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The Special Education Advisory Council shall advise the Board of Education on matters that pertain to the education and safety of students with disabilities. It is important to understand the distinction between "advisory" and "governing" boards, councils, and committees:
- Advisory, in terms of councils, means having or exercising power to advise. Advice may be defined as opinion about what could or should be done about a situation or problem or as a proposal for an appropriate course of action counsel.
- Advisory groups provide guidance rather than governance.
- Advisory groups do not have any formal authority to issue directives. They do not set policy but may make recommendations regarding policy. The advice may or may not be heeded by the board, which has the decision-making authority.
- Advice and recommendations can and should influence decision making and policymaking by the formal board members.
- Contributions of the advisory members, who have personal experience as well as unique knowledge and skills in a particular area, serve to complement the knowledge and skills of the formal board members as they make decisions regarding related policy.
Special Education Advisory Councils
- Provide parents, district and community stakeholders a formal voice to create positive outcomes for students with disabilities
- Develop and foster trust, collaboration and true partnership between parents, district staff and community members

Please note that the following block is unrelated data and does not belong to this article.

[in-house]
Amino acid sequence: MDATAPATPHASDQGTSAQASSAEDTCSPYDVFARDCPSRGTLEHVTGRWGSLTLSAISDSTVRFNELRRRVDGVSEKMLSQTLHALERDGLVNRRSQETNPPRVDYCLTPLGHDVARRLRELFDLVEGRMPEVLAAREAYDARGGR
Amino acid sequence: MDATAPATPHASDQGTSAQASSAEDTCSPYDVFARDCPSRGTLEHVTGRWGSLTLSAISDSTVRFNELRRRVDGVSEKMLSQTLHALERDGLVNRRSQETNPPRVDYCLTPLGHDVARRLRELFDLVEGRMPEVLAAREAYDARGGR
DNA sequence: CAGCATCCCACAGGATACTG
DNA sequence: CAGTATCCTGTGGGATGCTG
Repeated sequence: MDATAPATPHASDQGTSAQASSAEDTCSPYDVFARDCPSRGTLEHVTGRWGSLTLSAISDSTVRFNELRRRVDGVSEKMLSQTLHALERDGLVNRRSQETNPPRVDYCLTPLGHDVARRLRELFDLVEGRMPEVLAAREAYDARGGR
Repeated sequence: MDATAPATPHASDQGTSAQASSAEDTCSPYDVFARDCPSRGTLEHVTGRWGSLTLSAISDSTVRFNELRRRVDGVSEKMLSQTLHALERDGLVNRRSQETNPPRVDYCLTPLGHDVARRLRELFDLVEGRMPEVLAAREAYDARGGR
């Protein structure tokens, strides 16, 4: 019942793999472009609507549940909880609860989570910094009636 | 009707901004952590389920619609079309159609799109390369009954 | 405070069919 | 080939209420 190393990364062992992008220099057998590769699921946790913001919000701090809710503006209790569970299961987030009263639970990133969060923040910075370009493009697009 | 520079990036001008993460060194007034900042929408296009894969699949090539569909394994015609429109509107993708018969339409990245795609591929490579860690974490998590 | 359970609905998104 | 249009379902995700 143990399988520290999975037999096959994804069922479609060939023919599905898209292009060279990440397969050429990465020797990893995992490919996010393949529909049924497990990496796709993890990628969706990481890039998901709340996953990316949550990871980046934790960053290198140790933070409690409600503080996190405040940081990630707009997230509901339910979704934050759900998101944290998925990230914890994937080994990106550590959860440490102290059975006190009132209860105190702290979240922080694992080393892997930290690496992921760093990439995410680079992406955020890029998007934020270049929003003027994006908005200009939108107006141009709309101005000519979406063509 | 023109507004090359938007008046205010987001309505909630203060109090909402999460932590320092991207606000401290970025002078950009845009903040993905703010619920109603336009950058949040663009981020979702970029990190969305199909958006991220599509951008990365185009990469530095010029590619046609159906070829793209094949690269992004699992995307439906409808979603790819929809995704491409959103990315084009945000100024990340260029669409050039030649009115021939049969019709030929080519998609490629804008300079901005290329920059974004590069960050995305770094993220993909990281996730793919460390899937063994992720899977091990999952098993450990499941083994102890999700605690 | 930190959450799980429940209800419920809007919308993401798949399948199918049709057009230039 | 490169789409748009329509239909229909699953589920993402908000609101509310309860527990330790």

Each Special Education Advisory Council Will
- Annually host at least one workshop for parents regarding the special education process and rights
- Provide an annual written report to the Board of Education
Who serves on a Special Education Advisory Council?
- The membership must consist of at least 50% of parents of students with disabilities.
- The membership should be representative of the diversity within the district.
- Other members consist of district staff, including the Director of Special Education, and for some councils, community members.
- Each SEAC will determine specifics of their membership when they create their bylaws.
Why is this work important?
When families, schools and communities work together to support learning, it
improves student outcomes.
"Family Engagement is a full, equal, and equitable partnership among families, educators and community partners to promote children’s learning and development from birth through college and career." – Full, Equal and Equitable Partnerships with Families: Connecticut’s Framework and Definition for Family Engagement
What are the steps to start a Special Education Advisory Council?
- Meet with District and Parent Leadership to discuss what a SEAC is and does, and how CPAC will provide coaching and support throughout the process.
- Present to Board of Education to seek a resolution to approve creation of SEAC *
- Informal meeting with Special Education Director and Parent Leadership to plan timeline for development, recruitment and implementation of the work
- Host informational meeting for families, community and staff
- Create invitational letter for potential board members
- Recruit diverse membership of at least 50% parents *
- Schedule and secure location for at least 4 official council meetings and publish on school website and other designated areas *
- Hold initial council meeting to induct members and initiate council work and elect the executive board members. Option to create subcommittees *